If Marhamati’s account of the casualties is correct, the country duplicated Pakistan’s minor-killing offense at least two fold. As Iranians continue to assess the full scope of the attack, the war more than a thousand miles west in Israel continues to rage. Another 1,000 miles southwest, four fresh strikes were carried out by the US on Yemen, targeting anti-ship ballistic missiles used by another rebel group backed by Iran, the Houthi. Earlier in the month, shortly after Iran’s attack on Pakistani soil, the group warned that British and American ships in the Red Sea have now become ‘legitimate targets’, given the state of the greater conflict The Houthis have since targeted ships in the region sporadically, with the attacks ramping up recently.
In response, the US launched Operation Prosperity Guardian – an international coalition to safeguard the region, with many other countries, including Spain and the UK, taking part. A reported 1,200 commercial ships have passed through the sea since the operation was launched on December, with none hit by drone or missile strikes until the first phase of the Sunday strike, when militants attacked the Hangzhou with several missiles. US Navy Vice Admiral Brad Cooper on Friday had already warned that even with the taskforce, the Houthis do not seem set on ending their ‘reckless’ attacks, after targeting more than 100 ships in the Red Sea since November. The Sunday attack shows the group’s continued resolve to support Hamas, which Israel recently pledged to continue to try to eradicate.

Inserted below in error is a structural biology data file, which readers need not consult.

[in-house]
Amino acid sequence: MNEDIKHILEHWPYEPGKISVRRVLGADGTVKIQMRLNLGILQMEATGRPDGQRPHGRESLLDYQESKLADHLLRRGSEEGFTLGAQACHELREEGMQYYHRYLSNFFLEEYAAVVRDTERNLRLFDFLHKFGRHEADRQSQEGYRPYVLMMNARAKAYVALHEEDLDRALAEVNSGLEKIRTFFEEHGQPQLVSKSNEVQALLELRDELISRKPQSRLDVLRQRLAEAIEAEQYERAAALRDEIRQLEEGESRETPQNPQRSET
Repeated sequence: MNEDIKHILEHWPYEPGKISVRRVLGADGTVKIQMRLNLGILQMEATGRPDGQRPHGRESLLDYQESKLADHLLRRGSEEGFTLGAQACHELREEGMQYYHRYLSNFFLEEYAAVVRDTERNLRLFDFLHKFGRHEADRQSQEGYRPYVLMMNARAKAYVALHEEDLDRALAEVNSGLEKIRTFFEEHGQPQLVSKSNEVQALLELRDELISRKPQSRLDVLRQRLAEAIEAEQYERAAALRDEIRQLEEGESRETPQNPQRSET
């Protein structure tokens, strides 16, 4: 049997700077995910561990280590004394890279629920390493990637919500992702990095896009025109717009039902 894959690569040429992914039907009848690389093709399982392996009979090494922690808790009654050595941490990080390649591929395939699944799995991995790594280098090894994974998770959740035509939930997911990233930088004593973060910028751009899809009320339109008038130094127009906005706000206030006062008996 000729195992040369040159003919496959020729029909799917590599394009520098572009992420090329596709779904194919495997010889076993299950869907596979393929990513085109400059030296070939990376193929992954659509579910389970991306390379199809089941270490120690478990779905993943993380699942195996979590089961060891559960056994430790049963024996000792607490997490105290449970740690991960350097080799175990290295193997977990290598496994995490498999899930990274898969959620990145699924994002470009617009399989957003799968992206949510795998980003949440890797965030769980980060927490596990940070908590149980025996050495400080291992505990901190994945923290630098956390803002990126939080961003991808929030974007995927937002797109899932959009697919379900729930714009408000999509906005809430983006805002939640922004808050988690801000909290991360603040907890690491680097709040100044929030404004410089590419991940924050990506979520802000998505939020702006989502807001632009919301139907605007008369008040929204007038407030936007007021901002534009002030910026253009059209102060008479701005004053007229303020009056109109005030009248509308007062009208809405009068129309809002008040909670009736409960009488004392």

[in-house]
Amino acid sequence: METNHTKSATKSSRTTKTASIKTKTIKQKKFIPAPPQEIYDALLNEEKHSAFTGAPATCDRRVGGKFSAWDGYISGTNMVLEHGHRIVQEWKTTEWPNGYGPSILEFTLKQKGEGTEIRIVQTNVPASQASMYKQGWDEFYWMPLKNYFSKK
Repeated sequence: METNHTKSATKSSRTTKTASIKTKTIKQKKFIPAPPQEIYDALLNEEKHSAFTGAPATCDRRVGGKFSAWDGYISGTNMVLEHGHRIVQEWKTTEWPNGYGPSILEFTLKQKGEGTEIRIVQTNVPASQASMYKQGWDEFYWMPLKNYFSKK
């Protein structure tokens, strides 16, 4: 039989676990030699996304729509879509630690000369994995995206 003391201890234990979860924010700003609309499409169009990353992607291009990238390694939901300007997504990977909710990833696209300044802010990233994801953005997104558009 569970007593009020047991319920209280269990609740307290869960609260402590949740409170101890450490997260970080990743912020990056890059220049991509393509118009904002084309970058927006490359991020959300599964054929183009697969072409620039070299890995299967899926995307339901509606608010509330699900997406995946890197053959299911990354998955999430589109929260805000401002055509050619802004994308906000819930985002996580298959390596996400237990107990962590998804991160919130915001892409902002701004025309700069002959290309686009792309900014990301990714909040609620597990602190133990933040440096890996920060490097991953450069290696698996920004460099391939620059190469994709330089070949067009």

The incidents have fueled concerns about the danger of the Israeli offensive sparking a wider conflict and a simultaneous rise in gas prices, as it is also one of the most important routes for oil and liquefied natural gas shipments in the Middle East. On Sunday the official representative of the Jordanian Cabinet of Ministers denied that the Saturday strike occurred in the country at all, saying it instead happened at a well-known US military base at Tanf in Syria, not on Jordanian territory. The US has yet to confirm those claims, but has issued statements citing American intelligence that indicate otherwise. The military branches the soldiers belonged to, as of Sunday, have yet to be specified.